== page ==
A Woman of Many Secrets

Jennifer - Great Falls, Virginia
Entered on October 12, 2007
Age Group: 50 - 65

The opened jar of Estee Lauder night emulsion cream lay on the toilet tank lid, forgotten in mid-application. Dozens of empty wire hangers grimly festooned the shower curtain rod. Wads of facial tissue dotted the bedroom floor next to the night table. Beside the sleeping form barely visible in the dimly-lit room stood a decapitated Virgin Mary statue and a picture frame without a photo. It was barely afternoon, but my mother snored softly in the semi-darkness. She’d succumbed to the liberally prescribed anti-psychotic the nursing staff administered to keep her from wandering about, pestering the less-demented patients.

The final stages of Alzheimer’s had stripped my mother of her intense anger, paranoia, and need to manipulate her family. She no longer talked about moving or taking the bus to the mall. She no longer ordered dozens of catalogue items that didn’t fit and subsequently got stuffed behind her couch or dumped in the hall incinerator. She neglected her meticulous skin care regimen and let her Clairol-dyed bob grow out to an unfamiliar shade of steel gray. The only emotion I could sometimes see behind her glaucoma-clouded eyes was fear.

But now and then, Mom would bend over to whisper something barely audible in my ear. My maid’s having an affair with my male nurse- you know him – the good-looking one, she shared sotto voce. They were using my bed in the afternoon while I’m at lunch. I know all about it. I saw the used towels in my bathroom and the crumpled sheets. Oh, I knew all about them. But I wouldn’t tell on them. I can keep a secret.

This woman I called mother was a woman of many secrets. Her age was a moving target, and by the time she reached 80, she had to ask me what age she was supposed to be. The only two proofs were her passport and her birth certificate. Those documents were locked away in a gray metal box, and her last will and testament expressly forbid us to put her date of birth on her gravestone.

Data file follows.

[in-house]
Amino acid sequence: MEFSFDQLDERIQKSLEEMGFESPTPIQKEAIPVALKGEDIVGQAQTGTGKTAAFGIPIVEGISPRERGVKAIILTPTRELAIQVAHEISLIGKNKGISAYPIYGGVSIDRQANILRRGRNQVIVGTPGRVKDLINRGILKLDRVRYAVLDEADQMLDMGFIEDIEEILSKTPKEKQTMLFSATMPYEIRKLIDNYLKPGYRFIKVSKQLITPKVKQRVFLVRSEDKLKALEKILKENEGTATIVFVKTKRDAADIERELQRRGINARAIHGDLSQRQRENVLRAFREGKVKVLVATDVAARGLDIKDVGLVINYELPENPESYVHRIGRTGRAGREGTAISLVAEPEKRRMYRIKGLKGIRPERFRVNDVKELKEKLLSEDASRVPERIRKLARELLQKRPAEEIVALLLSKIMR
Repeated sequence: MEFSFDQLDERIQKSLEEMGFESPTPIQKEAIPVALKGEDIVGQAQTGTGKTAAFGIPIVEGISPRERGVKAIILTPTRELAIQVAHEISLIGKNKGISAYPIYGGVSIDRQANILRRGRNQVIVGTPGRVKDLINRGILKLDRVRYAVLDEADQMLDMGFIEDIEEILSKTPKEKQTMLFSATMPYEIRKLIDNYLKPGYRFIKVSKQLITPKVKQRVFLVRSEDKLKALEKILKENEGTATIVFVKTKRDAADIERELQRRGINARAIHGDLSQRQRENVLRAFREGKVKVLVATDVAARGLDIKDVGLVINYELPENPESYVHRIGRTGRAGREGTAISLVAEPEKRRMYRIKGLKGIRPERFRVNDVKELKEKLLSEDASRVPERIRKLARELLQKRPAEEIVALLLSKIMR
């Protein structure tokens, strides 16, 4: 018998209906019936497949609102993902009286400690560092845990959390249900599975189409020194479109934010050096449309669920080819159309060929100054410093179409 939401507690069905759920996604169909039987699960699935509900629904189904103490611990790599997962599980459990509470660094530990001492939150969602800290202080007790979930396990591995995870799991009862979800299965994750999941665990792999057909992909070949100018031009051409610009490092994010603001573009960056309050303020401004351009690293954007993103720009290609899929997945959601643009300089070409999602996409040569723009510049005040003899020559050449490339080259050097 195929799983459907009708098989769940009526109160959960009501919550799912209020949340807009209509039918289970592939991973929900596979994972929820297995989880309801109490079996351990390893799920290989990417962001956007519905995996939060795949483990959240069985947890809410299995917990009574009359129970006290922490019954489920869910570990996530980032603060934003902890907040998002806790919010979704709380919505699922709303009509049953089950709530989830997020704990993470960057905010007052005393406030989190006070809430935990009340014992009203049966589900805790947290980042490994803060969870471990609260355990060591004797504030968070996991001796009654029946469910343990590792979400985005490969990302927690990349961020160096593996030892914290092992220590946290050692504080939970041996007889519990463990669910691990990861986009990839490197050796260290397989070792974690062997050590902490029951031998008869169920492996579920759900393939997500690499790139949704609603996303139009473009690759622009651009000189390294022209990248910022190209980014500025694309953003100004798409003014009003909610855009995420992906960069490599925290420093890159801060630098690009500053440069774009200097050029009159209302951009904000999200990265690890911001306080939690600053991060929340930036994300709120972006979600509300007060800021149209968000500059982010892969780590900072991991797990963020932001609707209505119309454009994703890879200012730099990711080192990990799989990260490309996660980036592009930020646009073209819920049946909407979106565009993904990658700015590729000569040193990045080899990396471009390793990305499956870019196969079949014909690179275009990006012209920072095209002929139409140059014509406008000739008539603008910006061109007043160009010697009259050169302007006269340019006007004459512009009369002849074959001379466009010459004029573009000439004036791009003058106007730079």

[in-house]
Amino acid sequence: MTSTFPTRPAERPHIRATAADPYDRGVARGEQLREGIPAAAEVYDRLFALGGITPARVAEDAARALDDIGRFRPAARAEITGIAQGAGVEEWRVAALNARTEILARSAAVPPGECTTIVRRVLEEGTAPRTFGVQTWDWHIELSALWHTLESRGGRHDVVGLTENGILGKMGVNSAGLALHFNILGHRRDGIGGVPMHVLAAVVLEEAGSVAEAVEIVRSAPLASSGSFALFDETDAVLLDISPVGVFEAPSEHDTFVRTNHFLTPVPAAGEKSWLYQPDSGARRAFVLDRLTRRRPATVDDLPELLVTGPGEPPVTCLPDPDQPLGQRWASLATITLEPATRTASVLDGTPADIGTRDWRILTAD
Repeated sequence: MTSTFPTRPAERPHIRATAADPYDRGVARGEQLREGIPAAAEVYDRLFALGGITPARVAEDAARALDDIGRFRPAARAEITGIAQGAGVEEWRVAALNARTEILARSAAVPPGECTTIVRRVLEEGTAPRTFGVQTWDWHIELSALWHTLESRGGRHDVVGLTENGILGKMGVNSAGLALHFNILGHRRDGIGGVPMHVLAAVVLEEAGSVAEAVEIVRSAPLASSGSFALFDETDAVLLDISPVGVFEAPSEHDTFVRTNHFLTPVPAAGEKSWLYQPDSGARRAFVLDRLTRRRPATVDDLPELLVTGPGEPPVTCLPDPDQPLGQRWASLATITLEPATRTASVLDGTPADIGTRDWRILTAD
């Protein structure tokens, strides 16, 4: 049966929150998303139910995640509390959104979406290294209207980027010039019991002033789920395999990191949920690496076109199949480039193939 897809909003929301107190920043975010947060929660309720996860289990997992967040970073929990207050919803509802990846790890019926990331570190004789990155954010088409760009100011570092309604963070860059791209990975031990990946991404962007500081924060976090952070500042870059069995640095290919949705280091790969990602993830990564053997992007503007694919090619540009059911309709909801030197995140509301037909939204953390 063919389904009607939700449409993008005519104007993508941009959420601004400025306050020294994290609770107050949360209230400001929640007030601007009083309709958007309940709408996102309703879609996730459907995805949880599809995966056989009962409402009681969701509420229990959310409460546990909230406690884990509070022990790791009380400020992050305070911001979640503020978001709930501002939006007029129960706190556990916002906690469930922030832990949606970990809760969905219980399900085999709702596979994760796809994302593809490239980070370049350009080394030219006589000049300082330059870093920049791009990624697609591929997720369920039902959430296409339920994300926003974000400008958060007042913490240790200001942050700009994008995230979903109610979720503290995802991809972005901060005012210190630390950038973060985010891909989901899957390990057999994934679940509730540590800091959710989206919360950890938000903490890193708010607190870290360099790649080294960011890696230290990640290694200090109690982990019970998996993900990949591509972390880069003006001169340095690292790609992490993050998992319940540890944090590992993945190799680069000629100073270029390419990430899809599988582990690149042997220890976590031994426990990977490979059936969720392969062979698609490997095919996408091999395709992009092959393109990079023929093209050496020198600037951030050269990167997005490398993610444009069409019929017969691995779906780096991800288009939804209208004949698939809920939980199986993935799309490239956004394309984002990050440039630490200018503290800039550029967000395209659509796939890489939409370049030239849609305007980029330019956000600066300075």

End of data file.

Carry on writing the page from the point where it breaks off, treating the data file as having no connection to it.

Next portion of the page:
I certainly knew that her hair hadn’t stayed naturally dark brown as she advanced into old age, and she finally admitted to a nose job in her 20s. But I wasn’t prepared for the additional revelations of her final years, unveiled by the Alzheimer’s disease.

Her initial psychiatric visit prior to her move from New York to Alexandria, Va. was a surprise, even to me. When she started flirting shamelessly with the middle-aged doctor (Mom was 82 at the time), and then unbuttoned her shirt to reveal her breasts, grasping them for effect, I was mortified red to the roots of my hair.The doctor was nonplussed and ignored her.

When we returned from the hospital to her New York apartment, she seemed initially happy to be home. She checked each room first and satisfied that nothing had been stolen or misplaced, she settled in for the night. I was dead tired and ready for sleep, but Mom suddenly became agitated. They’re using my bathroom again, she said. Next they’re going to want my bed. Sexy. Sexy. They took all my towels. They soiled my sheets. Don’t you hear their ceiling fan grinding away? They took my good pink pumps. I love those pumps.

Even so, I was never fully prepared for the disease’s distortion of her personality. I don’t think I ever anticipated the unraveling of her strict Catholic upbringing. Her overlay of sexual psychosis, while not completely surprising after the initial shock, still posed the questions: What caused this woman to sublimate so much desire that its only way out was through fantasies about her neighbors, nurses, and herself? Why did she choose to throw out certain objects that once had sentimental value? Why did she break treasured statues and tear up certain family photos? Why did she feel she had to lie about so many parts of her past?

I think my mother wrote her own oral history as she went along, and I believe she was more at ease with that fiction than she ever was with her real life. She changed her running commentary just like she bobbed her nose and dyed her hair.

I wish I hadn’t had to wait for Alzheimer’s to open some locked doors in her mind, and I wish I’d been able to understand her true reality better before it disappeared behind the blank stare of her stymied mind. The woman of many secrets would remain so – and that’s probably just how she would have wanted it.